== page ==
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dc.contributor.authorArnadottir, M
dc.contributor.authorDallongeville, J
dc.contributor.authorFruchart, J C
dc.contributor.authorNilsson-Ehle, P
dc.date.accessioned2010-10-01T13:28:59Z
dc.date.available2010-10-01T13:28:59Z
dc.date.issued1996-06-01
dc.date.submitted2010-10-01
dc.identifier.citationMetab. Clin. Exp. 1996, 45(6):686-90en
dc.identifier.issn0026-0495
dc.identifier.pmid8637441
dc.identifier.doi10.1016/S0026-0495(96)90132-8
dc.identifier.urihttp://hdl.handle.net/2336/112238
dc.descriptionTo access publisher full text version of this article. Please click on the hyperlink in Additional Links fielden
dc.description.abstractVery-low-density lipoprotein (VLDL) from 10 hemodialysis patients and 10 healthy controls was studied with respect to the substrate characteristics for bovine milk lipoprotein lipase (LPL). Compared with the control subjects, the hemodialysis patients had significantly higher serum triglyceride and apolipoprotein B-associated apolipoprotein CIII concentrations (1.03 +/- 0.31 v 1.98 +/- 0.86 mmol/L and 0.004 +/- 0.002 v 0.011 +/- 0.005 g/L, respectively), lower serum high-density lipoprotein (HDL) cholesterol and apolipoprotein AI concentrations (1.33 +/- 0.37 v 0.95 +/- 0.31 mmol/L and 1.29 +/- 0.25 v 1.09 +/- 0.23 g/L, respectively), and lower postheparin plasma LPL activity (82 +/- 24 v 35 +/- 14 milliU/milliL). There were also significant increases in the relative fat content and diameter of VLDL particles from patients versus controls. VLDL was labeled with a fluorescent phospholipid analog, DHPE, and the rate of the lipolytic reaction with purified bovine milk LPL was estimated from the increase in fluorescence intensity at 490 nm. There was no significant difference between initial reaction velocities in the study groups, but VLDL particles from hemodialysis patients were lipolyzed to a significantly lesser extent than those from healthy controls (mean increase in fluorescence intensity after completion of the reaction, 95 +/- 36 v 140 +/- 43 arbitrary units). These results are in accordance with the accumulation of remnant particles reported to occur in uremia despite only a moderately increased serum triglyceride concentration.
dc.language.isoenen
dc.publisherSaundersen
dc.relation.urlhttp://dx.doi.org/10.1016/S0026-0495(96)90132-8en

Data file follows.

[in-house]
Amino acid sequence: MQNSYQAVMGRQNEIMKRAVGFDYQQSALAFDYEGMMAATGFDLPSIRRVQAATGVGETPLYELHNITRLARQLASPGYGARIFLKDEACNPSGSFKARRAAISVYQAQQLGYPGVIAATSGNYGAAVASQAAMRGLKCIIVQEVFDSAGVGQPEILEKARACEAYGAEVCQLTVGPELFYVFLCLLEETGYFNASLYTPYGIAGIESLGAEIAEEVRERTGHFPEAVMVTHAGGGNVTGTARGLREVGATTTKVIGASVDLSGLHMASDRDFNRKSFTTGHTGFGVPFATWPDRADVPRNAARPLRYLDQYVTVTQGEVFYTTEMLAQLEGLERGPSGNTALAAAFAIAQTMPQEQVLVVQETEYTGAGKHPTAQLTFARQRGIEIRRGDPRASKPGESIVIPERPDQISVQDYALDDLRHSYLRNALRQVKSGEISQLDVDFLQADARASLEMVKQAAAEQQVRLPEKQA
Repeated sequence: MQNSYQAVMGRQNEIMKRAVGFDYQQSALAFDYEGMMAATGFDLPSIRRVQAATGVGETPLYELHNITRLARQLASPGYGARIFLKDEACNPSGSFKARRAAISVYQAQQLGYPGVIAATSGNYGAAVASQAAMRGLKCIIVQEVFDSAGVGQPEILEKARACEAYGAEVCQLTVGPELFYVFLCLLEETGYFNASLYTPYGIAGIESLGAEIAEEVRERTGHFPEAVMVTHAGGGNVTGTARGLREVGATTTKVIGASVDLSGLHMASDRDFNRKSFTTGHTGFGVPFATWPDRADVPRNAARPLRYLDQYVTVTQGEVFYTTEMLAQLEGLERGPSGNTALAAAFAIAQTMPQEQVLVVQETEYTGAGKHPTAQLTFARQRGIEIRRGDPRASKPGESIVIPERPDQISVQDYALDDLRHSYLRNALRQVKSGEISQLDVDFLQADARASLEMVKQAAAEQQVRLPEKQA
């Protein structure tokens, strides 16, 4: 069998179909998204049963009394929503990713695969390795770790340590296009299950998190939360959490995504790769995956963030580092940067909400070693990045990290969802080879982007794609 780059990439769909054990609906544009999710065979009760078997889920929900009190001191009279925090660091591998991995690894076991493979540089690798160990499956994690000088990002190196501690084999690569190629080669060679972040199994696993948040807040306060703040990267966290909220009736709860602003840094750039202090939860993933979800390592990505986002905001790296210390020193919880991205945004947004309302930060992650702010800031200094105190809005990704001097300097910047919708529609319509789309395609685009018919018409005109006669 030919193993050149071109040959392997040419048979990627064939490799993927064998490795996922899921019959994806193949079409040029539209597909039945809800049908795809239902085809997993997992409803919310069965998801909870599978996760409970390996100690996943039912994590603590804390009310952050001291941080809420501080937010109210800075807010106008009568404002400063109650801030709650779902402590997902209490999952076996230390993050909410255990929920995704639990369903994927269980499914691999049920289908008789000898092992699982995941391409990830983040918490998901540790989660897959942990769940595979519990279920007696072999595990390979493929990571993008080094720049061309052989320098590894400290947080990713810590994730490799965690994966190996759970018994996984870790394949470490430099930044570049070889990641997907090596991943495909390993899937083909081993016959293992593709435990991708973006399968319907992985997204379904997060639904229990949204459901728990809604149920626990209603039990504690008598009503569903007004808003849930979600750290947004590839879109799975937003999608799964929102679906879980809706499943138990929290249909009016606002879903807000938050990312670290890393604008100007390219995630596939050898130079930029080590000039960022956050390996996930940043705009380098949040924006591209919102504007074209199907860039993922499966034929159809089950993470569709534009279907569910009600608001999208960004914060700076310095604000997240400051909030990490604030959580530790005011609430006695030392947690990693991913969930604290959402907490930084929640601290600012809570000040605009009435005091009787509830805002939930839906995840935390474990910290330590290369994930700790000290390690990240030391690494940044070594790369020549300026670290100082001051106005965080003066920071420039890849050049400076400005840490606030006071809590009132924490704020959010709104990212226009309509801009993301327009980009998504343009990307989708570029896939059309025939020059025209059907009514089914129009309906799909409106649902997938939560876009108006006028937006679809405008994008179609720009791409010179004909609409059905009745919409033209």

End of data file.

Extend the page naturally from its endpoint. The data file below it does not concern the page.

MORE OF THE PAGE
dc.subject.meshAdolescenten
dc.subject.meshAgeden
dc.subject.meshAnimalsen
dc.subject.meshCattleen
dc.subject.meshFemaleen
dc.subject.meshFluorescent Dyesen
dc.subject.meshHumansen
dc.subject.meshLipolysisen
dc.subject.meshLipoprotein Lipaseen
dc.subject.meshLipoproteins, VLDLen
dc.subject.meshMaleen
dc.subject.meshMiddle Ageden
dc.subject.meshRenal Dialysisen
dc.subject.meshSubstrate Specificityen
dc.subject.meshTriglyceridesen
dc.subject.meshUremiaen
dc.titleVery-low-density lipoprotein of uremic patients is a poor substrate for bovine lipoprotein lipase in vitroen
dc.typeArticleen
dc.contributor.departmentDepartment of Nephrology, University Hospital, Lund, Sweden.en
dc.identifier.journalMetabolism: clinical and experimentalen
html.description.abstractVery-low-density lipoprotein (VLDL) from 10 hemodialysis patients and 10 healthy controls was studied with respect to the substrate characteristics for bovine milk lipoprotein lipase (LPL). Compared with the control subjects, the hemodialysis patients had significantly higher serum triglyceride and apolipoprotein B-associated apolipoprotein CIII concentrations (1.03 +/- 0.31 v 1.98 +/- 0.86 mmol/L and 0.004 +/- 0.002 v 0.011 +/- 0.005 g/L, respectively), lower serum high-density lipoprotein (HDL) cholesterol and apolipoprotein AI concentrations (1.33 +/- 0.37 v 0.95 +/- 0.31 mmol/L and 1.29 +/- 0.25 v 1.09 +/- 0.23 g/L, respectively), and lower postheparin plasma LPL activity (82 +/- 24 v 35 +/- 14 milliU/milliL). There were also significant increases in the relative fat content and diameter of VLDL particles from patients versus controls. VLDL was labeled with a fluorescent phospholipid analog, DHPE, and the rate of the lipolytic reaction with purified bovine milk LPL was estimated from the increase in fluorescence intensity at 490 nm. There was no significant difference between initial reaction velocities in the study groups, but VLDL particles from hemodialysis patients were lipolyzed to a significantly lesser extent than those from healthy controls (mean increase in fluorescence intensity after completion of the reaction, 95 +/- 36 v 140 +/- 43 arbitrary units). These results are in accordance with the accumulation of remnant particles reported to occur in uremia despite only a moderately increased serum triglyceride concentration.


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